Wednesday, 29 June 2011

Boonie Stomp'n Expedition #1

Occasionally you need to have an adventure, right? Well just this past weekend Ryan and I went on a hunt to find a school where I had a meeting, whole different story, but as we ventured down the crumbling pot hole filled disaster of a thing they call a road here in Guam we passed a familiar site. For those who share with me the love of the mountains you too will find it familiar to see a slew of cars pulled off the side of the road with no one in sight. Yes, its a trail head! I about jumped for joy as I have heard there are multiple places to go hiking but 'you must go with a local or you WILL get lost'. 

So Sunday we enjoyed breakfast and then decided to embark in our first adventure of a local favorite past time, Boonie Stomp'n! With a backpack stocked with snacks, water, a flashlight, goggles and camera, we head off to the recently discovered trail head. 

Pagat Caves was our destination. The trail was pretty well marked. As I explained it to a friend from camp "If you thought coming down from the Rappel Trail with the new fence with no gate that the BGTC put up was difficult, then you should come try to follow the neon pink tree flags on Pagat Trail. I'm pretty sure I walked in circles the entire way down." Tree flags were tied everywhere to mark the trail, I would look to the right and see tape leading up that rock, Ryan would look to the left and see tape leading across a few low limbs. One might say "Emily, just walk straight." Well that falls into a cave that is too dark to see the bottom. And who in their right mind would think that I would go into a cave that I know nothing about. Come on people, there could be bats in there. 

Keep in mind Guam is just a big piece of coral. With the slightest bit of moisture the algae comes out and the trails become treacherous. We gracefully slid down the muddy parts, climbed between low hanging branches, used our Spiderman skills to get up and over rocks and opted to skip out on the few incredibly scary looking caves we passed. But finally, "I hear it, oh wait, I see it... the PACIFIC OCEAN! Ryan you owe me ice cream for seeing the ocean first" (I'm still waiting on my ice cream.)

The view was beautiful. The ocean was a deep blue. The sky just above us was nothing but a gorgeous Carolina blue. In the distance there was a storm brewing. Looking down the coast line reveals no signs of civilization. The coral cliffs offered a place to explore and relax as we watched the waves crash on the rocks below. The cliffs are a favorite place to jump off into the deep pools below, but with the storm the ocean was as rough as I have ever seen. No better way to spend a Sunday than out on the coast with no one else in sight. A peaceful escape from life.

We enjoyed about half a hour out on the cliffs. I was certain that the storm out in the distance was coming towards us. Ryan assured me it was not. Only when out of no where the wind picked up to a flat out cold 45 mph  did we turn around to see the other storm coming over the mountain behind us. At that point Ryan agreed we needed to head back. We made it just under the tree cover before the Heavens opened up and the rain poured down.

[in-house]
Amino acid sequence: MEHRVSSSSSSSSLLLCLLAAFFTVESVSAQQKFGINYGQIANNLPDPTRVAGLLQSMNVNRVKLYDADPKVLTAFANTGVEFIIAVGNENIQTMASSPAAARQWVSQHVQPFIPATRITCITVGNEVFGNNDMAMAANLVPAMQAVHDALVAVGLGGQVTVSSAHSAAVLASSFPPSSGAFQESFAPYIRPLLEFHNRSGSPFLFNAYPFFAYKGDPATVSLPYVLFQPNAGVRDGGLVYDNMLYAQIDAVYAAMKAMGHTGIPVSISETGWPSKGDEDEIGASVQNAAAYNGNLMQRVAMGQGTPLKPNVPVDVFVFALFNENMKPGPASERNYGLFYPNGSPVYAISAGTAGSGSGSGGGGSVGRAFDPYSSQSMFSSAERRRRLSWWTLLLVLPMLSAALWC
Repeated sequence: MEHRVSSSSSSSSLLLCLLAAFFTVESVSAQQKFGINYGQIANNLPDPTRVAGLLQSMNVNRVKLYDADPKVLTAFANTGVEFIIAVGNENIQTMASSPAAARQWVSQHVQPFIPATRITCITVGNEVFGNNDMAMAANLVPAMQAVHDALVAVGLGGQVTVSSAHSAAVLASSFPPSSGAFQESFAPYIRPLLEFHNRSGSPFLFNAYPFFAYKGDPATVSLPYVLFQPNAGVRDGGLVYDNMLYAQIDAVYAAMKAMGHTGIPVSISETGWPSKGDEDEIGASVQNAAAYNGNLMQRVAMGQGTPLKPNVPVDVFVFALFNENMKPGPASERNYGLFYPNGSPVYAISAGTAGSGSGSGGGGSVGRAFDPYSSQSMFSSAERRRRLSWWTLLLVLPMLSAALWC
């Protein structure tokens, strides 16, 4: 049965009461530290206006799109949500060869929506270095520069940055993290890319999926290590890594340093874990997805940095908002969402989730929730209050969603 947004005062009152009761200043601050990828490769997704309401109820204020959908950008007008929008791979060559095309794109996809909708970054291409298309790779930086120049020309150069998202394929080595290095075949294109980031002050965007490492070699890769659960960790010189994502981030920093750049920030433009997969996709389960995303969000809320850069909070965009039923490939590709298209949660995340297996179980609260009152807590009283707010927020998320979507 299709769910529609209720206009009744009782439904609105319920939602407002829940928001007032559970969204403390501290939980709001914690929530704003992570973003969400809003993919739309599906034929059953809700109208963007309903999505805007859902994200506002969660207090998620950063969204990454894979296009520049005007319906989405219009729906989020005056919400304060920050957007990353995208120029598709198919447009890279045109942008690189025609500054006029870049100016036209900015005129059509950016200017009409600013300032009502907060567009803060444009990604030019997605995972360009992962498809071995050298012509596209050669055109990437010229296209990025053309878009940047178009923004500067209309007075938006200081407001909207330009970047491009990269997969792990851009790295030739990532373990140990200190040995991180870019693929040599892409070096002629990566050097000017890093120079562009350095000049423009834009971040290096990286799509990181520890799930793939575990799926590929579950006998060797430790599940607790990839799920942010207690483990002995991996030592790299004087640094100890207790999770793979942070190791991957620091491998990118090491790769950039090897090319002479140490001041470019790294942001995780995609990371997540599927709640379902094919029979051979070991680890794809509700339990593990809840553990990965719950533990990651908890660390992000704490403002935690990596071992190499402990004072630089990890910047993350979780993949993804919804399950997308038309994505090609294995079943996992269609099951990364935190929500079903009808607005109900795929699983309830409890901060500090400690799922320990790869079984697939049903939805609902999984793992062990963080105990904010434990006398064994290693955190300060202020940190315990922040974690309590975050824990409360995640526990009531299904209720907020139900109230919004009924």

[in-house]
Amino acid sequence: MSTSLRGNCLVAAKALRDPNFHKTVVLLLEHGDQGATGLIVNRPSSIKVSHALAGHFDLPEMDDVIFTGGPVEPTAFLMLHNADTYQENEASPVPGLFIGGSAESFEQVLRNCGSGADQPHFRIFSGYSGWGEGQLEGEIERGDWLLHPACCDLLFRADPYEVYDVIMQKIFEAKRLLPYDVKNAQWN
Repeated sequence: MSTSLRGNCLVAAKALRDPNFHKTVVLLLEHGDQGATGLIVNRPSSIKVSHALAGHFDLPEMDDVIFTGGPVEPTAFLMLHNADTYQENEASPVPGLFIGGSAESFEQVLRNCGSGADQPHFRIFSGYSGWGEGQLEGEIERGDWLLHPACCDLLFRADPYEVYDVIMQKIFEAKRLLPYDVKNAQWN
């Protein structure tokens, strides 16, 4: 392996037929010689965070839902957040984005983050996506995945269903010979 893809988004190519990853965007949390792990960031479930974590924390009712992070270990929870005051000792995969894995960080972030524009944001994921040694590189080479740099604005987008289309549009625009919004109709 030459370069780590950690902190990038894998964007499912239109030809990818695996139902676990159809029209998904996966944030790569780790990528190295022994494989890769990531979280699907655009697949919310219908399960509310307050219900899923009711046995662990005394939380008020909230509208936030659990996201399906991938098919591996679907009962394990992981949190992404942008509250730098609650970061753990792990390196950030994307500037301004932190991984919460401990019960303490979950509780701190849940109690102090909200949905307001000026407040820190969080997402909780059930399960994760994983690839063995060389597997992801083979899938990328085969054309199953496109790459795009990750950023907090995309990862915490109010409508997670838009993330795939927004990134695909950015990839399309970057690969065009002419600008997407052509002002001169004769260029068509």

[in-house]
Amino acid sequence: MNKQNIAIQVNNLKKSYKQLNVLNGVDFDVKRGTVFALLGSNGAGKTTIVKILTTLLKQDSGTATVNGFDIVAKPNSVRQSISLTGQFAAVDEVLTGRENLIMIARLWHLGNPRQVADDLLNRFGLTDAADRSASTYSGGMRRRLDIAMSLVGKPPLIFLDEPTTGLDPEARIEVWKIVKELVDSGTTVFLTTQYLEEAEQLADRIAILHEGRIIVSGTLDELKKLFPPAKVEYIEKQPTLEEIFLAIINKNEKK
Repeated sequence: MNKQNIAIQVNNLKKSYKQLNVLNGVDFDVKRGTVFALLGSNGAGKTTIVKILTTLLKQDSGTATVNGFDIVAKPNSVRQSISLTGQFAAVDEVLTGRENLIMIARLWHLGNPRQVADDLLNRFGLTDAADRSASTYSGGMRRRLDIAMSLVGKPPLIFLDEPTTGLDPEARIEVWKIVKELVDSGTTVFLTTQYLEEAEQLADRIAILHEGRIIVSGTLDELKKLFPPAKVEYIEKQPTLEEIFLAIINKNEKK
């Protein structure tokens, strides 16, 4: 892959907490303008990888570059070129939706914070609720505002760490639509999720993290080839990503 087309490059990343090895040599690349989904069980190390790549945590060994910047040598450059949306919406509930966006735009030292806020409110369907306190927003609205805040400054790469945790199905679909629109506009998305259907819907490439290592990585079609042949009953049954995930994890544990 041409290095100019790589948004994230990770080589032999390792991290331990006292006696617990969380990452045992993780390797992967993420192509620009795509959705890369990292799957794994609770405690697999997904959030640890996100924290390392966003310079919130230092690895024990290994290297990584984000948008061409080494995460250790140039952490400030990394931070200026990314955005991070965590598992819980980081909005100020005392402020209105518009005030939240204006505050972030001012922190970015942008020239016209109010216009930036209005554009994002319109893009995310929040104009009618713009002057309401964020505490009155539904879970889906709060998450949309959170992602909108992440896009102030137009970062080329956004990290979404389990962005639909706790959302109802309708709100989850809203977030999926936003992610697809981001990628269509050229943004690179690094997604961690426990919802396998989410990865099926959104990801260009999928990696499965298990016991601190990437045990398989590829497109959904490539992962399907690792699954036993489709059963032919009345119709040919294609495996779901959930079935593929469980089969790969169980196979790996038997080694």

Needless to say we made it back safe and sound. The hike back was somewhat like trying hike up Sliding Rock. Every step we took forward we must have slid back 3. By the end, we were drenched, muddy, pretty stinky (see picture on the left) and thrilled with the completion of our first 'Boonie Stomp'.

There will be many more Boonie Stomps in our future. Some are easy enough to navigate yourself, others need to be led by a local who knows which tree to turn by, all are guaranteed to provide wonderful stories for us to share with you. Until next time, we will try not to slip down a mountain, be blown of a cliff, or end up covered in mud on our rock in the middle of the Pacific.

Thursday, 16 June 2011

Seeking out God and His people in Guam

Well hello faithful followers. It's been a while. I apologize. So as I've been talking with different friends back in the states the same question is asked over and over. "Have you guys found a church to get plugged into?" I always have the same response. Let me tell you about our hunt for a church.

I am not going to mention the names of the churches. They will simply be church 1, church 2 etc. No need to name names. Just enjoy the adventure. 

So going all the way back till the first week we were on the island. I spent many hours on the computer while Ryan was at work, seeking for a place to learn, grow, and serve. At first it seemed nearly impossible to find anything online. Once I found a list of Churches, I realized it included any "house of faith" you could think of. Protestant, Catholic, Mormon, Seventh Day Adventists, Baha'i, Islamic... should I continue. With this being an island nation with a long history of Catholicism, the 'protestant' churches tend to be more 'non-denominational' and a little more difficult to find. 

The first church I was able to find some solid theological information on happens to be a Baptist church. We examined their website and opted they would be Church 1 to visit. The website was promising. They have a 'contemporary' service, a school, a Bible college, and a radio station. The first Sunday on the island we ventured off to find Church 1. We made our way into the building. By all appearances it looked very 'American'. As we sat there in the pew, taking everything in, Ryan leaned over to me and whispered, 'they have an organ'. Not at all that there is anything wrong with an organ, but it is not quite what we would be looking for. By the end of the service we agreed it was not the place for us. Basically the only 'contemporary' thing is they project the hymns they sing onto a screen.